A woman whose mother was diagnosed with Huntington’s Disease [HD] when she was a teenager has written a kids’ book to help other children understand the illness.
The book – complete with cartoons – illustrates HD in an age-appropriate way so that doctors’ jargon and terrifying internet tales don’t become the sole narrative.
Emma Terranova Davis was just 14 when her mum was dealt a devastating blow and learned she had HD; a disease that causes the progressive degeneration of nerve cells in the brain.
It is often coined ‘the mother of all neurological diseases’, featuring a mixture of traits from other brain disorders. It affects a person’s ability to walk, talk, swallow, and think. It also brings about huge personality changes, ones that aren’t always so favourable as it affects the part of the brain that’s responsible for judgement, emotional reactions, and ability to rationalise.
The results can manifest as volatile mood swings and suicidal thoughts. Along with that, sufferers become severely disabled, with loss of balance, control, and weakness, all which are associated with Motor Neurone Disease and Progressive Supranuclear Palsy.
The diagnosis led Emma to kickstart the Campaign For My Brain awareness programme, in which she shares knowledge about HD as well as fights for disabled rights with her Stop The Mockery petition – calling to end long and often humiliating funding reassessments for those with irreversible disabilities or progressive conditions.
Speaking exclusively to Uspire, Emma explained why she set about writing the books and revealed that her own daughter, four, was a huge inspiration behind them.
She said: “I started Campaign For My Brain in 2018 after a horrific two years trying to get help for mum from social services, followed by another year-long battle for Continuing Healthcare [NHS funding], which we won.
“I remember thinking to myself: ‘How can anybody do this? I’ve spent 10 years as a paramedic, and I can’t do it!’ So, I thought we’ve just got to help people.
“I started sharing my story online, then met my friend Catrin from North Wales. Our story echoed her dad’s story from seven years before. She said she wanted to come onboard.
“We started off just raising awareness, then my mum had a really bad summer last year, so I tried explaining to my daughter who’s four and I remember thinking her understanding was incredible. I’d ask if she was scared, and she’d say: ‘I’m not scared, that’s how nanny is’.
“Her view on it was just really beautiful. I wondered why she was like that, and I think it’s because we’ve been so open since the day that she was born that her nanny’s not very well but we can keep her happy, we can make things a bit better, but the doctor can’t fix her.
“That’s what made me think, this needs to go in a book. I really could’ve done with a book myself growing up. I just felt terrified when I clicked on the internet, it was all doom and gloom. A lot of research from charities shows that the more you tell children, the more they adapt rather than shocking them later in life. It’ll tell the story of HD alongside illustrations by a volunteer. We’re close to finish and it’ll be sold through Amazon by summer.”
Emma revealed that watching the illness take hold of her mum was a traumatic time, especially not understanding the changes at first which we were subtle shifts in her cognition before evolving into unexplained mood outbursts.
She explained: “It created a lot of anxiety for me. My sister moved to uni. I had no idea what our future would look like. We were just in this storm. I knew something was wrong, just intuitively, I was always quite protective of mum anyway.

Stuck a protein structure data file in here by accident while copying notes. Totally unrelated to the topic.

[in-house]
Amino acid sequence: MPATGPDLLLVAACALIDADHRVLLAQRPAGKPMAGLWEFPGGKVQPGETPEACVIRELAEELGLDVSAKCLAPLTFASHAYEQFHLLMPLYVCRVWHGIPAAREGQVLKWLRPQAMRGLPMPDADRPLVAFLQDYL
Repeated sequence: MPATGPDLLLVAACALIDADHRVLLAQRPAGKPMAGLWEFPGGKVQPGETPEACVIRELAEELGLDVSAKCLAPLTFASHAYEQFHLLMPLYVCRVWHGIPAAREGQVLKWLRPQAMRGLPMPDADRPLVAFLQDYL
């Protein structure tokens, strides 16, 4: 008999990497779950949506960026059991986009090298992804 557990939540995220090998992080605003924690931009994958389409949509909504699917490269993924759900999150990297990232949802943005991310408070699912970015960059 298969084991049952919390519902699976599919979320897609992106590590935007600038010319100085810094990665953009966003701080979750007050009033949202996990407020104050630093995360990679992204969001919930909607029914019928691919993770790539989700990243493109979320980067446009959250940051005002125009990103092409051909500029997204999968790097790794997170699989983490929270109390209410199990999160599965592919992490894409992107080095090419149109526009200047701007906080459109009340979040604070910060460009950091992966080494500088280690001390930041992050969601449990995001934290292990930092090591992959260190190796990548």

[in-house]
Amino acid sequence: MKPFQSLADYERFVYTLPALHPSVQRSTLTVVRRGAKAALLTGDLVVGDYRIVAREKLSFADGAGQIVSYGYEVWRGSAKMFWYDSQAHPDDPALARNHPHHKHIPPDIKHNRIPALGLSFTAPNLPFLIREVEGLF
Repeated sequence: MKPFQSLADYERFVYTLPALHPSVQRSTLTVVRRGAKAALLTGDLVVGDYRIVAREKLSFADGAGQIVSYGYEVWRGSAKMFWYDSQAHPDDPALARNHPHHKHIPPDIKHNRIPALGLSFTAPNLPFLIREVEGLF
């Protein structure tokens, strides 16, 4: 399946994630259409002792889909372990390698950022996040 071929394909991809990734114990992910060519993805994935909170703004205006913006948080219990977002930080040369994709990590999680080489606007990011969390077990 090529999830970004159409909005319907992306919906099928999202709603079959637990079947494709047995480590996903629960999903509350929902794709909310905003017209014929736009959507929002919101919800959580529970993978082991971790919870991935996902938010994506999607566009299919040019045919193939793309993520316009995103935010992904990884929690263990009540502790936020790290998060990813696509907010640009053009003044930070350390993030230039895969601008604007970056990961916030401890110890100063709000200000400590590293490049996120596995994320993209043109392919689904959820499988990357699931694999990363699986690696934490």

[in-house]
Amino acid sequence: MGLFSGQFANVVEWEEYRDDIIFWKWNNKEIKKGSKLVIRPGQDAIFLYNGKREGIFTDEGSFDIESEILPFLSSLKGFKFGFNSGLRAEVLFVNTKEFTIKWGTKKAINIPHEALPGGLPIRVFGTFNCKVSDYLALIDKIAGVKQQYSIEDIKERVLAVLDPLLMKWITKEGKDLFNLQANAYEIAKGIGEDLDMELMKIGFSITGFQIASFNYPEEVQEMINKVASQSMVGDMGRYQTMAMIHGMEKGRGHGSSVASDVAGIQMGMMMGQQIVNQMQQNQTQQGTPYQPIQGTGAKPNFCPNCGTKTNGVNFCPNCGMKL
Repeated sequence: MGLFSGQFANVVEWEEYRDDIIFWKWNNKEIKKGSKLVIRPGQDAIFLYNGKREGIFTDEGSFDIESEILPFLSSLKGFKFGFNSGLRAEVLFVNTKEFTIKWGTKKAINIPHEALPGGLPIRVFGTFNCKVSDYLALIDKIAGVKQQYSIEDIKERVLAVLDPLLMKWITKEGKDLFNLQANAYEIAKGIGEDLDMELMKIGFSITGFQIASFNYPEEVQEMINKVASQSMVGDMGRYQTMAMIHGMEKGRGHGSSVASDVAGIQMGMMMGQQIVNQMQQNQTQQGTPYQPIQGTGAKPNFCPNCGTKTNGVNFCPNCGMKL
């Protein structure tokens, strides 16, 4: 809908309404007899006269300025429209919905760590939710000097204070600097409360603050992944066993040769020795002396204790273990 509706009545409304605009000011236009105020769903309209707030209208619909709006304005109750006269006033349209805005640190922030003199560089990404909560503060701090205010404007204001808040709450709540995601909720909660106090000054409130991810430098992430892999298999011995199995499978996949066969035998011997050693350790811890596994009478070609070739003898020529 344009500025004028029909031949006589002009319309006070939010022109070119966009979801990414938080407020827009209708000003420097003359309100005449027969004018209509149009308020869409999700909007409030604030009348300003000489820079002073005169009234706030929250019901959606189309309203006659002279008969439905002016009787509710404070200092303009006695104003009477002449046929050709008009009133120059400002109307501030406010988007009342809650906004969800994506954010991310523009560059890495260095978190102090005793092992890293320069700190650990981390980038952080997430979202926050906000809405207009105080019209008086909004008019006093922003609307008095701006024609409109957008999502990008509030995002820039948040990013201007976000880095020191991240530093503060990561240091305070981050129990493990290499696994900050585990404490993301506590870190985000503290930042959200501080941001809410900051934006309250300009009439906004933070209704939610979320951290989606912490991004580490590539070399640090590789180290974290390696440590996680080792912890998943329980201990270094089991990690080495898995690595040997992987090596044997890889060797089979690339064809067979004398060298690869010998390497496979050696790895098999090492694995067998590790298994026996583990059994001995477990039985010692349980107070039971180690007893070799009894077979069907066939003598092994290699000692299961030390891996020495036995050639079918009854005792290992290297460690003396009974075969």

“I was immensely scared. I didn’t want to talk about it. As a young child, I felt very out of control, very anxious. Like I needed to be around mum all of the time. It’s made me into the person I am today though, and I’ve become really grounded, selfless and understanding. It’s made me massively compassionate to other people’s needs and what they’re going through.
“I don’t judge as much either; we were very much so when I’d be out with mum and people would think she was drunk. Now, if I see someone struggling, whether I think they’re drunk or not, I’ll ask if they need a hand. Whereas people would just look and stare at mum.”
Emma’s anxiety continued to grow as she got older, knowing there’s a 50% risk HD is hereditary. Fortunately, however, bother Emma and her sister are clear from it.
Now a mother herself, Emma splits caring for her mum with professional caregivers. However, the Coronavirus outbreak has tipped their world upside down as she can’t swap between her own household and her mother’s freely – especially as Emma works as a paramedic and is therefore unable to practice self-isolation.
Emma said: “It’s breaking my heart not seeing my mum, she’s had bad nights when I’ve not been there. I can’t just jump in and help anymore. I’ve had to leave it to my dad and the carers. I miss him too, we have a good relationship. When I go and see mum at the window, she screams and goes mad, so I know she loves it when I visit. My little girl is really missing them too. One day at a time at the moment.”
Asked about what how she’d like education to change for the public to understand HD, Emma said she wants neurodegenerative diseases to be higher on the priority list.
She added: “Strokes are recognised, but everything else seems bottom of the pile compared to cancers or learning disabilities.
“There needs to be more specialist nurses, more specialist doctors, more availability for specific packages such as access to occupational therapists working in these areas, much like you get a specialist Parkinson’s nurse for Parkinson’s disease which is obviously so much better because their knowledge is tailored.”